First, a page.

Welcome to the Glade

Welcome to the Glade

Wes Ball

3.5/4 stars

When some movies try to make a scene believable enough that the viewer feels like they’ve stepped into a new world, they fail miserably. “The Maze Runner “ isn’t one of those movies. The opening scene – a mostly-dark sequence of protagonist Thomas’ (Dylan O’Brien) ascent into his new home, the maze-surrounded Glade – features a bronzer-brushed, sweat-soaked Thomas gasping for air. When the screen explodes into brilliant light, illuminating many supporting characters – Ki Hong Lee, known for ABC’s short-lived “The Nine Lives of Chloe King”; Thomas Brodie-Sangster, known for “Love Actually,” and “Game of Thrones”; and Will Poulter, star of last year’s “We’re the Millers.” While these actors, like “Skins’” Kaya Scodelario, add depth and support to the movie, O’Brien (“Teen Wolf”) really carries the movie.

While O’Brien, 23, consistently out-acts even those many years his senior on MTV’s “Teen Wolf”,  his emotional range was even more apparent in “The Maze Runner”. As someone who hasn’t read the books, I came with low expectations, not expecting any sort of emotional attachment to the main character. However, O’Brien’s Thomas is so unapologetically selfless that you can’t help but root for him. Likewise, even Poulter’s Gally, immediately opposed to any idea Thomas has to contribute to the Gladers (the group who lives in the Glade), shows his reasoning for doing effectively enough to garner sympathy from the viewers, even punching O’Brien’s face.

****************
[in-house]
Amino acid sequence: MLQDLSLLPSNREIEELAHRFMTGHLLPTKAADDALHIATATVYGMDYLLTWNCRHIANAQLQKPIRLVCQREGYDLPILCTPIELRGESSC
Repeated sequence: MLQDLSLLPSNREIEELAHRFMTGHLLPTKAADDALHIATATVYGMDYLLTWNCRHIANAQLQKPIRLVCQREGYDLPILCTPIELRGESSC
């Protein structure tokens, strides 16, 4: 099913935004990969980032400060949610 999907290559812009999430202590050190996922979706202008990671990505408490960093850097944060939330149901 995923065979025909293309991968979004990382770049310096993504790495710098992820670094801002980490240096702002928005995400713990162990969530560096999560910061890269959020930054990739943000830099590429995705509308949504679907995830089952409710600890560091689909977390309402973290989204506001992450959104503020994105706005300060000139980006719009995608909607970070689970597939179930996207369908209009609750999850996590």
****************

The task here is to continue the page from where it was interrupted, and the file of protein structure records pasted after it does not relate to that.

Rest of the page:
In addition to the acting, the filming of the movie usually added to the story. The gritty feeling of the bouncing camera as the characters ran through the maze and the dark filter convey the panic the Gladers felt. The immediate transition from darkness to blinding white light that occurs several times in the film is jarring, but adds to the experience. Likewise, the soundtrack can be dramatic for some of the less climactic parts of the arc, yet at the action-filled peaks, the pounding bassline will have you at the edge of your seat. The visual effects, especially the CGI used to create the Greavers, cyborg-scorpion monsters, are stunning.

Overall, though my initial concern was that “The Maze Runner” would be another movie in a long line of young-adult-novels-turned-blockbuster-wannabes, it impressed me with its rich storytelling and passionate acting. Characters saying that they “belong to the maze” is extremely appropriate as new fans of the franchise begin to emerge: soon, we’ll all belong to the maze.

– Maria Katsulos